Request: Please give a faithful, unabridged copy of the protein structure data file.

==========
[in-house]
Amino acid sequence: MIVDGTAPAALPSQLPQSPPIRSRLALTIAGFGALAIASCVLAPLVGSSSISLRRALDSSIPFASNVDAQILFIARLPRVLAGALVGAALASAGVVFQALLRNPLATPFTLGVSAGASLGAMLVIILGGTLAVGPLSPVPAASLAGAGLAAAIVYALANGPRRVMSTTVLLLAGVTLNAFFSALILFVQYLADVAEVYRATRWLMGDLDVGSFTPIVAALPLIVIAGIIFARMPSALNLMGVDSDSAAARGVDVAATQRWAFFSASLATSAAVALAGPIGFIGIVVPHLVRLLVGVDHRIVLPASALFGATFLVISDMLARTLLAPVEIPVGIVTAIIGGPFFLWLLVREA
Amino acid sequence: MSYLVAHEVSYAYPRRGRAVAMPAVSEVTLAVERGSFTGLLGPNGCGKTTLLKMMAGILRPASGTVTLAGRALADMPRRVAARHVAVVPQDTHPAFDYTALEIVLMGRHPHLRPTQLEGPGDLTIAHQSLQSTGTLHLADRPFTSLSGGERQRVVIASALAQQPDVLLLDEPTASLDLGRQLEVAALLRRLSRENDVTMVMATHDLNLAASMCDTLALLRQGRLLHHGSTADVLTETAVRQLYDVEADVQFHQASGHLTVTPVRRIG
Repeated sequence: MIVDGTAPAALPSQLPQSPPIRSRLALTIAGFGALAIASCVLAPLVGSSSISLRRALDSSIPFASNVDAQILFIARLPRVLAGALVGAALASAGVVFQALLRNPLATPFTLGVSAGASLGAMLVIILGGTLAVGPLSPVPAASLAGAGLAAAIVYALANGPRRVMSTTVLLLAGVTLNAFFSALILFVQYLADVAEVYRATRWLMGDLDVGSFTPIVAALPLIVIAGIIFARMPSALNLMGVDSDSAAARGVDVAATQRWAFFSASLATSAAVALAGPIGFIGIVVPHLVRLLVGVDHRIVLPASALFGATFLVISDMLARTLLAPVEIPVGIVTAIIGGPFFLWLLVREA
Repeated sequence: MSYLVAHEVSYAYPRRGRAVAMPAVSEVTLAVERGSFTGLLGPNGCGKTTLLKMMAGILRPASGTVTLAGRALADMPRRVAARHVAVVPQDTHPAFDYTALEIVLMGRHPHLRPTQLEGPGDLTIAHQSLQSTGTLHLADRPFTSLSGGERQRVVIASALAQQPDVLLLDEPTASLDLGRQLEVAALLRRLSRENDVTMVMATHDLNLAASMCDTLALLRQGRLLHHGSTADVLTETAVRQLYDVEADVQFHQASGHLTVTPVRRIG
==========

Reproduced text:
[in-house]
Amino acid sequence: MIVDGTAPAALPSQLPQSPPIRSRLALTIAGFGALAIASCVLAPLVGSSSISLRRALDSSIPFASNVDAQILFIARLPRVLAGALVGAALASAGVVFQALLRNPLATPFTLGVSAGASLGAMLVIILGGTLAVGPLSPVPAASLAGAGLAAAIVYALANGPRRVMSTTVLLLAGVTLNAFFSALILFVQYLADVAEVYRATRWLMGDLDVGSFTPIVAALPLIVIAGIIFARMPSALNLMGVDSDSAAARGVDVAATQRWAFFSASLATSAAVALAGPIGFIGIVVPHLVRLLVGVDHRIVLPASALFGATFLVISDMLARTLLAPVEIPVGIVTAIIGGPFFLWLLVREA
Amino acid sequence: MSYLVAHEVSYAYPRRGRAVAMPAVSEVTLAVERGSFTGLLGPNGCGKTTLLKMMAGILRPASGTVTLAGRALADMPRRVAARHVAVVPQDTHPAFDYTALEIVLMGRHPHLRPTQLEGPGDLTIAHQSLQSTGTLHLADRPFTSLSGGERQRVVIASALAQQPDVLLLDEPTASLDLGRQLEVAALLRRLSRENDVTMVMATHDLNLAASMCDTLALLRQGRLLHHGSTADVLTETAVRQLYDVEADVQFHQASGHLTVTPVRRIG
Repeated sequence: MIVDGTAPAALPSQLPQSPPIRSRLALTIAGFGALAIASCVLAPLVGSSSISLRRALDSSIPFASNVDAQILFIARLPRVLAGALVGAALASAGVVFQALLRNPLATPFTLGVSAGASLGAMLVIILGGTLAVGPLSPVPAASLAGAGLAAAIVYALANGPRRVMSTTVLLLAGVTLNAFFSALILFVQYLADVAEVYRATRWLMGDLDVGSFTPIVAALPLIVIAGIIFARMPSALNLMGVDSDSAAARGVDVAATQRWAFFSASLATSAAVALAGPIGFIGIVVPHLVRLLVGVDHRIVLPASALFGATFLVISDMLARTLLAPVEIPVGIVTAIIGGPFFLWLLVREA
Repeated sequence: MSYLVAHEVSYAYPRRGRAVAMPAVSEVTLAVERGSFTGLLGPNGCGKTTLLKMMAGILRPASGTVTLAGRALADMPRRVAARHVAVVPQDTHPAFDYTALEIVLMGRHPHLRPTQLEGPGDLTIAHQSLQSTGTLHLADRPFTSLSGGERQRVVIASALAQQPDVLLLDEPTASLDLGRQLEVAALLRRLSRENDVTMVMATHDLNLAASMCDTLALLRQGRLLHHGSTADVLTETAVRQLYDVEADVQFHQASGHLTVTPVRRIG